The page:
PH solons visit US to plug PH role in global shipping, call for maritime security
WASHINGTON, DC — A delegation from the Philippines House of Representatives visited here April 27 to 30 to highlight the Philippines’ important role in the global maritime industry.
House Transportation Committee Chairman Cesar Sarmiento (Caanduanes) was joined by Reps. Jesulito Manalo of ANGKLA (Maritime Partylist), Jonathan Dela Cruz of ABAKADA (Education Partylist) and Gwendolyn Garcia (Cebu 3rd district). The third district of Cebu hosts a growing shipping industry.
The Philippines is currently the fourth largest shipbuilding country in the world. it is also the world’s leading provider of maritime professionals representing 30 percent of global merchant vessel manpower.
The US-Philippines Society organized the visit of the Members of the Philippines House of Representatives in cooperation with the Philippine Embassy in Washington, DC.
Gerardo Borromeo, CEO of Manila-based Philippine Transmarine Carriers and Board Director of the US-Philippines Society, noted that commercial shipping is often referred to as the “invisible industry” and underscored that the Philippines’ substantial and evolving role in maritime affairs can be boiled down to the statement, “We move the world.”
Philippine Ambassador to the United States Jose L. Cuisia, Jr. thanked the delegation for helping further strengthen Philippines-US relations.
“As maritime nations, the Philippines and the United States are working together to preserve maritime security. Both countries recognize the current challenges as well as the opportunities and we thank our congressional delegation for promoting further areas of cooperation especially in the area of maritime training and ship repair,” said Ambassador Cuisia.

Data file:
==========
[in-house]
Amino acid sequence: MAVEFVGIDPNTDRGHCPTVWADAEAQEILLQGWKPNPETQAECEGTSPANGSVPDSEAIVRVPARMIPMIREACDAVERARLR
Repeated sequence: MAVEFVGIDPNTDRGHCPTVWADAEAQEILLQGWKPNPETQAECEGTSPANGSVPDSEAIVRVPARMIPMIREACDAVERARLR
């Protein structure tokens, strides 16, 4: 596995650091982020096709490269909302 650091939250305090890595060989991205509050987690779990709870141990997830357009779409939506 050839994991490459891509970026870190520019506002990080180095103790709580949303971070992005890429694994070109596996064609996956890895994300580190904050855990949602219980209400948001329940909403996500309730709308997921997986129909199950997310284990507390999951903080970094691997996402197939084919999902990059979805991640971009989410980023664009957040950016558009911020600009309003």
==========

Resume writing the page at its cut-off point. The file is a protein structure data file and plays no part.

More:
Review of policy issues
The delegation on April 29 met with the Chairman of the Sub-Committee on Asia and the Pacific of the House Foreign Affairs Committee Matt Salmon (GOP-Arizona) for a review of broad policy issues.
Other meetings on Capitol Hill focused on maritime affairs and included Reps. Don Young (GOP-Arkansas), Lois Frankel (Dem-Forida), and Dina Titus (Dem-Nevada), all Transportation Committee members.
Members of the delegation joined a public forum on April 29 at the Center for Strategic and International Studies (CSIS), one of Washington’s premier think tanks.
US-Philippines Society Co-Chair John D. Negroponte described a shared concern for preserving the vast richness of aquatic resources and for maintaining unimpeded access to the major nautical highways facilitating trade in and out of Asia.
Joe Cox, CEO of the Chamber of Shipping of America, gave an international private sector perspective, highlighting the potential for Filipino seamen to take on positions of greater technical responsibility in the shipping industry.
Borromeo and Rep. Manalo said the delegation’s visit succeeded in fostering dialogue between Philippine and American legislators on improving operating standards, enhancing cooperation on training and student exchanges, and exploring commercial opportunities in the Philippines for repair and maintenance of US naval and civilian vessels.
In meetings outside Congress, the delegation exchanged views with the US Maritime Administrator Paul Jaenichen and Craig Bone of the American Bureau of Shipping.
An off-site tour of training facilities run by the International Seaman’s Union in Southern Maryland provided an opportunity for a firsthand view of the latest in training and processing procedures for American seamen.
Negroponte said the US-Philippines Society, in partnership with the Philippine Embassy, was delighted to play a role in stimulating more discussion about global shipping in the 21st century, and exploring opportunities for both countries in one of the world’s most vital industries.
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